HONG KONG, 22 April 2020. Pengyuan International has today published an update of its views on the impact of the COVID-19 pandemic on China’s economy. As the COVID-19 crisis continues to wreak havoc across global economies, we now believe that the pandemic’s impact on China may be more profound and prolonged than our expectations back in February (see March Marks a Critical Point for China’s Economy). Our increased caution stems from the sharp contraction in the economic activity of China’s key trading partners, slower than expected resumption of work and production domestically, as well as the more restrained policy responses and support by China’s government so far. In view of the risks these emerging trends pose, we have revised down our 2020 real GDP forecast for China from 3.1% in our prior severe scenario to a base-case estimate of 1.5–2.0%. We have also revised a number of other macro forecasts which, on aggregate, paint a more challenging picture for China’s public finances, corporates, and households for the remainder of the year.
Here are the key takeaways from this report:
We have cut our 2020 base-case real GDP growth forecast to 1.5-2.0% in anticipation of a more protracted path to recovery. We have also revised down our growth forecasts on retail consumption and fixed-asset investments to 3-4% and 0-2%, respectively. While we had originally expected economic activity to rebound noticeably in 2Q20, we may now see a flatter trajectory lasting until 3Q20 to 4Q20. In particular, we note that the resumption of production remains uneven across regions and sectors, with many sectors continuing to struggle with re-staffing, re-stocking and logistics arrangements. The retail, hospitality, entertainment, travel, and transportation sectors may also remain stalled before containment measures are gradually relaxed.
We expect to see a significant decline in exports in the order of 5-7% for 2020, compared to a modest expansion of around 1% in our prior severe scenario. The COVID-19 pandemic has rapidly evolved into a global economic crisis, affecting China’s major export partners, most notably the United States, Europe, Hong Kong, Japan and South Korea. Although China’s export contraction moderated to 6.6% year-on-year (y/y) in March – compared to a 17.2% y/y plunge in January and February combined – we believe the outlook on export demand will continue to be bleak up to the summer of 2020 as nations fight to contain the virus.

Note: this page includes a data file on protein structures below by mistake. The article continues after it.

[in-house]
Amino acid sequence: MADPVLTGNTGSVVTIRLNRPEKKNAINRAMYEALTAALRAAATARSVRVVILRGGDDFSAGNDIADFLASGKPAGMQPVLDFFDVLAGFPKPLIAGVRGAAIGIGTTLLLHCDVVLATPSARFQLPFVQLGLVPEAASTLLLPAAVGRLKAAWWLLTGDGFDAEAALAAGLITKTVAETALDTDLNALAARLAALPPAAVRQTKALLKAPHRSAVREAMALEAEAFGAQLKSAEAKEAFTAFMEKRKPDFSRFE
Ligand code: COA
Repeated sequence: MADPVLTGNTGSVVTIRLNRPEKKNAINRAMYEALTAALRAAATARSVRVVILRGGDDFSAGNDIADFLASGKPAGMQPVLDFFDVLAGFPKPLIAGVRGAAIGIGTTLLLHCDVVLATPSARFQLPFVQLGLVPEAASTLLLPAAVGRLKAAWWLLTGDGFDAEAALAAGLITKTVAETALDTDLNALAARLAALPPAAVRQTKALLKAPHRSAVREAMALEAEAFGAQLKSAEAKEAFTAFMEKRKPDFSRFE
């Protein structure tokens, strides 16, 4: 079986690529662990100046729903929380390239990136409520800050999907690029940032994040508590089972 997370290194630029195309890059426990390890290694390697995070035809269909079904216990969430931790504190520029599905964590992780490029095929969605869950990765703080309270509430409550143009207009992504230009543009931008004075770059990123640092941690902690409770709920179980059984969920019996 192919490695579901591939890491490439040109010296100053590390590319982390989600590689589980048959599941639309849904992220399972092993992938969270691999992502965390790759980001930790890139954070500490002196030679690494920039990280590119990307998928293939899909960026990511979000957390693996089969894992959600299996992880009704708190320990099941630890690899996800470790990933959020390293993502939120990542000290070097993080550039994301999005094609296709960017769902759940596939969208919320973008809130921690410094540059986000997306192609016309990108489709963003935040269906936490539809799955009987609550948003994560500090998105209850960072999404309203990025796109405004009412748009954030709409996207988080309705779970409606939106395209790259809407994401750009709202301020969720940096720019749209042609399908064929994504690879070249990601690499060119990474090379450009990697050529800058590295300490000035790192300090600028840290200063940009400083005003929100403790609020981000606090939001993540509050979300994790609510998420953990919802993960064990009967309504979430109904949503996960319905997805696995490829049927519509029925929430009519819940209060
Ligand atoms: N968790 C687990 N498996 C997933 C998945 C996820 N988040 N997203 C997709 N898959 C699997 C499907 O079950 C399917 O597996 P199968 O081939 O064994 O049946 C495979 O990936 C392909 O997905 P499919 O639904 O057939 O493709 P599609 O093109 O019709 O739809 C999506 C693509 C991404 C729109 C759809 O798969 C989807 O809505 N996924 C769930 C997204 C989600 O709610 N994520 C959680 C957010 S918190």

We expect consumer price index (CPI) growth to be 3.5% for the full year, more than one percentage point lower than our previous severe scenario. China’s CPI growth was 4.3% y/y in March, compared to 5.2% in February. We believe the tail risk of China’s inflation has now eased as the critical Spring planting season appears to be less affected by COVID-19 than we had originally feared, according to recent government releases. We believe the next crucial juncture will be the August/September planting cycle. Moreover, the global energy price collapse in March will also help contain inflation risk domestically in China. In the absence of further disruption to production and staple food supplies, and with prolonged low energy prices, we anticipate inflation will continue to be moderate for the remainder of the year.
A potential second wave of the COVID-19 outbreak may present further downside risks to our forecasts. At the time of writing, there are early indications that the outbreak may have peaked in a number of countries, although the full social, economic, political and health impacts may not fully materialise until well into 2021. As far as China is concerned, we now see 3Q20 as a potential inflection point for key macroeconomic indicators, with a gradual recovery path beginning in 4Q20. In the interim, we believe the Chinese government will continue to adopt an accommodative monetary policy. In our view, regulators may also push through further stimulus packages for micro and small enterprises, whose survival may to a large extent determine the depth and breadth of the economy’s rebound.
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Stanley Tsai, CFA
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Ke Chen, PhD
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Date of Relevant Rating Committee: 21 April 2020
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